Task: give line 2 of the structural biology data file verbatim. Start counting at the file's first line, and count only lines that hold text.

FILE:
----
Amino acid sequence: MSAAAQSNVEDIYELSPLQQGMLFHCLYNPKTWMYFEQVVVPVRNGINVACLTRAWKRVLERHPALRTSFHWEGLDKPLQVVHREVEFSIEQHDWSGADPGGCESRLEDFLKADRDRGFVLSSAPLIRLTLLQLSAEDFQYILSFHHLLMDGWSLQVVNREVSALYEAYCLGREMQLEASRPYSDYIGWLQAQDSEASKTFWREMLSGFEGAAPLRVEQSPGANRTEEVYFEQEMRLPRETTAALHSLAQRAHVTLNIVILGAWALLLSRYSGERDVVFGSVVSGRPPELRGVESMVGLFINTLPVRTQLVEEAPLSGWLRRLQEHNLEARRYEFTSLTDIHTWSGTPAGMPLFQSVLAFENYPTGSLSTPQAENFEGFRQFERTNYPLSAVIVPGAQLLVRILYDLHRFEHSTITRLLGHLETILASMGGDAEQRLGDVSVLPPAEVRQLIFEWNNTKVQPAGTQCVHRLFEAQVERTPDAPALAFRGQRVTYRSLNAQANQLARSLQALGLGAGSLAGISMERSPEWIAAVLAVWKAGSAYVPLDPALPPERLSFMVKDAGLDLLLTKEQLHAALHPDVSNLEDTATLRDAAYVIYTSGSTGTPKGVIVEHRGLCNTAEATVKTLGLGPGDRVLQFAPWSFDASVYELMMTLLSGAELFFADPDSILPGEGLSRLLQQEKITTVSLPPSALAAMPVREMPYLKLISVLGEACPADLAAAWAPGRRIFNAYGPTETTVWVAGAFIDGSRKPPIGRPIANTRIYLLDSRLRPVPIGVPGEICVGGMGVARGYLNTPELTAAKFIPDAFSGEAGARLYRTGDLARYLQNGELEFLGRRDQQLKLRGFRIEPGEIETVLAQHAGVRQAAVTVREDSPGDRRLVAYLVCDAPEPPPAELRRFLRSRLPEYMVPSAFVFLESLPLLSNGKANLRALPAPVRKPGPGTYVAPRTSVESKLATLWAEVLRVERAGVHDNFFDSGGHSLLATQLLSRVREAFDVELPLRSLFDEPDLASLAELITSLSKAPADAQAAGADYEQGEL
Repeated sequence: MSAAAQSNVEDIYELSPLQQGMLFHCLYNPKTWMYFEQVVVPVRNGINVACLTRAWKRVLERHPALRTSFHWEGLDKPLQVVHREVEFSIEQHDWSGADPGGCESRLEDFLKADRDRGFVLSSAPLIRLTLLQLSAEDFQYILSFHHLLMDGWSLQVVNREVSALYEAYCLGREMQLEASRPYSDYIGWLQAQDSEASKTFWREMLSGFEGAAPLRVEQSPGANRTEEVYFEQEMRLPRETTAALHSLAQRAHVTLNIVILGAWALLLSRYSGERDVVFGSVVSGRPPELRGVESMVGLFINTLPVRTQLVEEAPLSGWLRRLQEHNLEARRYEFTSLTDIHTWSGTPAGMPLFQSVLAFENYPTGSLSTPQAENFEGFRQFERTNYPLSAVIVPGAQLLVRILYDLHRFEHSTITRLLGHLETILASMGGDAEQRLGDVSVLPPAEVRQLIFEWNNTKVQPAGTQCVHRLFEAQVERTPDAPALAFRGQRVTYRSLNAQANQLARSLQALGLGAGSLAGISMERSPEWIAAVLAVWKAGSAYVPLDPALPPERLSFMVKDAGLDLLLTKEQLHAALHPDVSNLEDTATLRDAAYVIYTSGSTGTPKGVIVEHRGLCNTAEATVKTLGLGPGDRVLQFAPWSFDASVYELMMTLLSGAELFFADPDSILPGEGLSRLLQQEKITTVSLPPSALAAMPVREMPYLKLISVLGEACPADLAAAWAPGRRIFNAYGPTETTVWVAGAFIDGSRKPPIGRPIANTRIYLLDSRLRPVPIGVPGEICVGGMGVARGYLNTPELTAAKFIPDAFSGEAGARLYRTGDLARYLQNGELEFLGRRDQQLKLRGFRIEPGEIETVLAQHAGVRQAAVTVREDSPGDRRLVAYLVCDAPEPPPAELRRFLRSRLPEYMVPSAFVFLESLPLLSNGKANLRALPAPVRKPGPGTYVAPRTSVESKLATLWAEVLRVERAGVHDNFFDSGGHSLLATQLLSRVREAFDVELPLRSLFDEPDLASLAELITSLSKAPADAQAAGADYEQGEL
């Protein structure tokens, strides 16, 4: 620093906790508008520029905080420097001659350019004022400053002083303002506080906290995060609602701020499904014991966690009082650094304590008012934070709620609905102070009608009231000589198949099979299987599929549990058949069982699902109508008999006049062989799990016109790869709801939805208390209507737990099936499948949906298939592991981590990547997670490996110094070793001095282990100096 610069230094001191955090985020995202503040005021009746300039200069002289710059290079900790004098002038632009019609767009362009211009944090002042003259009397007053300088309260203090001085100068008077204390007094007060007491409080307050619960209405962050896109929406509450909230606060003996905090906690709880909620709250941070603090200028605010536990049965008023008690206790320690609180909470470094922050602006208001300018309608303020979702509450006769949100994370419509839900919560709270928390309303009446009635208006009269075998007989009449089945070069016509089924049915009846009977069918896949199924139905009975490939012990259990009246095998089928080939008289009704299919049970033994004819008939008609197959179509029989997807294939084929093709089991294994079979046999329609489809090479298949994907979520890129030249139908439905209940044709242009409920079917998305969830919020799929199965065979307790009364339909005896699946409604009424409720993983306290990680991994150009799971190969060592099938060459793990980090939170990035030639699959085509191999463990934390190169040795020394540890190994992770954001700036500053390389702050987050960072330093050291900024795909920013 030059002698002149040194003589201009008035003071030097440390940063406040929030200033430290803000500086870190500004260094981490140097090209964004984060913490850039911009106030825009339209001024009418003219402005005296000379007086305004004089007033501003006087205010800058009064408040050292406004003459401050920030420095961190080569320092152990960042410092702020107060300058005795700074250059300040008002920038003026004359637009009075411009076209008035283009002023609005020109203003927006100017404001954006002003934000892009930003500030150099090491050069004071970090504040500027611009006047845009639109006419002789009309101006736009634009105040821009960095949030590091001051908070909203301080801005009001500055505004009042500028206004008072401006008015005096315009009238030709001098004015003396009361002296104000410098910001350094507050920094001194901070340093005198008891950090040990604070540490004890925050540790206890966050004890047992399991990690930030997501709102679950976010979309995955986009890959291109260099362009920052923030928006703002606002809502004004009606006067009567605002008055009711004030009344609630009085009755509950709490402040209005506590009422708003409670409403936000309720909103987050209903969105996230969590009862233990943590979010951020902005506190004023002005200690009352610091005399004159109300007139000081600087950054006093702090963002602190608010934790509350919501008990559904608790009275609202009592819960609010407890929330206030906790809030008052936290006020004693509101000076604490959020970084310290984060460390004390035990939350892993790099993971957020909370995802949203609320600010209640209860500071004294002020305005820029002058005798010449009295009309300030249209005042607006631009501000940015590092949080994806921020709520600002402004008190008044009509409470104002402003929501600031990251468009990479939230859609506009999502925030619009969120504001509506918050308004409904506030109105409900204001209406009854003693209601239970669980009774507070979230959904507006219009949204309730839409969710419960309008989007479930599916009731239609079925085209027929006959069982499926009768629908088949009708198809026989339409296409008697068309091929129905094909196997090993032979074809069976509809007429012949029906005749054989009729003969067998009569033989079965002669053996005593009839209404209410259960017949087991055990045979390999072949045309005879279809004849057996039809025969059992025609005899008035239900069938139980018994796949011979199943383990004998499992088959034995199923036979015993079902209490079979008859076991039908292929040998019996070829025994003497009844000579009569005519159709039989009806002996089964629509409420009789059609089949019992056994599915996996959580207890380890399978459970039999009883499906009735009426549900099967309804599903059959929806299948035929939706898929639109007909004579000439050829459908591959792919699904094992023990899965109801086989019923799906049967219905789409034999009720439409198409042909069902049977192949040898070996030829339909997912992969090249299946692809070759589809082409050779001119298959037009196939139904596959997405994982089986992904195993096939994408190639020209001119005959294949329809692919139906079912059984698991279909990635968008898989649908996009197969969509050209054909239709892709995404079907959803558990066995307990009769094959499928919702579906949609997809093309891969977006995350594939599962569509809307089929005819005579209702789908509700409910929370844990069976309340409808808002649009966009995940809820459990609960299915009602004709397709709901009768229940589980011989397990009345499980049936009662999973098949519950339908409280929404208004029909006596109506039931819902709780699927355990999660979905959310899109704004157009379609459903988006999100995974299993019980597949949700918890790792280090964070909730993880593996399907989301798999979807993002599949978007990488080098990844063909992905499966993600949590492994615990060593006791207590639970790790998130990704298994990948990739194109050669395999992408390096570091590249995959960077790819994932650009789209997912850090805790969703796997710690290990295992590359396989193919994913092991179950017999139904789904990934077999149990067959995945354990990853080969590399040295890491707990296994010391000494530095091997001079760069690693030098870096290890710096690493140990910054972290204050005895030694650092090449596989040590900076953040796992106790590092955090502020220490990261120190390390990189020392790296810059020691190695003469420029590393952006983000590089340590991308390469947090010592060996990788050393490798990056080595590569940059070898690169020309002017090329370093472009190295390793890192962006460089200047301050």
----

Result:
Repeated sequence: MSAAAQSNVEDIYELSPLQQGMLFHCLYNPKTWMYFEQVVVPVRNGINVACLTRAWKRVLERHPALRTSFHWEGLDKPLQVVHREVEFSIEQHDWSGADPGGCESRLEDFLKADRDRGFVLSSAPLIRLTLLQLSAEDFQYILSFHHLLMDGWSLQVVNREVSALYEAYCLGREMQLEASRPYSDYIGWLQAQDSEASKTFWREMLSGFEGAAPLRVEQSPGANRTEEVYFEQEMRLPRETTAALHSLAQRAHVTLNIVILGAWALLLSRYSGERDVVFGSVVSGRPPELRGVESMVGLFINTLPVRTQLVEEAPLSGWLRRLQEHNLEARRYEFTSLTDIHTWSGTPAGMPLFQSVLAFENYPTGSLSTPQAENFEGFRQFERTNYPLSAVIVPGAQLLVRILYDLHRFEHSTITRLLGHLETILASMGGDAEQRLGDVSVLPPAEVRQLIFEWNNTKVQPAGTQCVHRLFEAQVERTPDAPALAFRGQRVTYRSLNAQANQLARSLQALGLGAGSLAGISMERSPEWIAAVLAVWKAGSAYVPLDPALPPERLSFMVKDAGLDLLLTKEQLHAALHPDVSNLEDTATLRDAAYVIYTSGSTGTPKGVIVEHRGLCNTAEATVKTLGLGPGDRVLQFAPWSFDASVYELMMTLLSGAELFFADPDSILPGEGLSRLLQQEKITTVSLPPSALAAMPVREMPYLKLISVLGEACPADLAAAWAPGRRIFNAYGPTETTVWVAGAFIDGSRKPPIGRPIANTRIYLLDSRLRPVPIGVPGEICVGGMGVARGYLNTPELTAAKFIPDAFSGEAGARLYRTGDLARYLQNGELEFLGRRDQQLKLRGFRIEPGEIETVLAQHAGVRQAAVTVREDSPGDRRLVAYLVCDAPEPPPAELRRFLRSRLPEYMVPSAFVFLESLPLLSNGKANLRALPAPVRKPGPGTYVAPRTSVESKLATLWAEVLRVERAGVHDNFFDSGGHSLLATQLLSRVREAFDVELPLRSLFDEPDLASLAELITSLSKAPADAQAAGADYEQGEL